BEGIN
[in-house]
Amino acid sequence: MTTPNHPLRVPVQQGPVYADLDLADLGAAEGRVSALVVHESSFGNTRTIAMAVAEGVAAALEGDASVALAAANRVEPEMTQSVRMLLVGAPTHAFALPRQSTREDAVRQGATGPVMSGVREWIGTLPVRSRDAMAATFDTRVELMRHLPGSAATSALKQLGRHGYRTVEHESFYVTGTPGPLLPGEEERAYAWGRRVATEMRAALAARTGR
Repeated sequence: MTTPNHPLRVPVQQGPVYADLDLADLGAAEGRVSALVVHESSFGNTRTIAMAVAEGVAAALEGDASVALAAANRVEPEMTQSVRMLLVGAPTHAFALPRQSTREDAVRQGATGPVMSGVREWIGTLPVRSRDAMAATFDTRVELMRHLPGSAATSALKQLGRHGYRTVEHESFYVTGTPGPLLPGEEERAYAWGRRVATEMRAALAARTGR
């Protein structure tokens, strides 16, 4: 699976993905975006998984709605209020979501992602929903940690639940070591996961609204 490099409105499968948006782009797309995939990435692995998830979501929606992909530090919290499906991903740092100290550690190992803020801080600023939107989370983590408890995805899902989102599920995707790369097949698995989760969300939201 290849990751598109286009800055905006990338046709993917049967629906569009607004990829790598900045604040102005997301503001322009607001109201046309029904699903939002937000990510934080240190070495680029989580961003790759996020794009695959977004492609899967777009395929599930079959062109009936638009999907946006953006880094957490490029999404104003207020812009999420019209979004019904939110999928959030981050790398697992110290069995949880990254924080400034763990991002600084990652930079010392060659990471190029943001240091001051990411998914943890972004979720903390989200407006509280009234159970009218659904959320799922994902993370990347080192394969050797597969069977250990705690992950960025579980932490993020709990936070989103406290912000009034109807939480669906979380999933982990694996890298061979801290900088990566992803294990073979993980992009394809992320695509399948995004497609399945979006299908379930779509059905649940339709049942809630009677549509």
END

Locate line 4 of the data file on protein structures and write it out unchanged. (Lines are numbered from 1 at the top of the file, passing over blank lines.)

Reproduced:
């Protein structure tokens, strides 16, 4: 699976993905975006998984709605209020979501992602929903940690639940070591996961609204 490099409105499968948006782009797309995939990435692995998830979501929606992909530090919290499906991903740092100290550690190992803020801080600023939107989370983590408890995805899902989102599920995707790369097949698995989760969300939201 290849990751598109286009800055905006990338046709993917049967629906569009607004990829790598900045604040102005997301503001322009607001109201046309029904699903939002937000990510934080240190070495680029989580961003790759996020794009695959977004492609899967777009395929599930079959062109009936638009999907946006953006880094957490490029999404104003207020812009999420019209979004019904939110999928959030981050790398697992110290069995949880990254924080400034763990991002600084990652930079010392060659990471190029943001240091001051990411998914943890972004979720903390989200407006509280009234159970009218659904959320799922994902993370990347080192394969050797597969069977250990705690992950960025579980932490993020709990936070989103406290912000009034109807939480669906979380999933982990694996890298061979801290900088990566992803294990073979993980992009394809992320695509399948995004497609399945979006299908379930779509059905649940339709049942809630009677549509």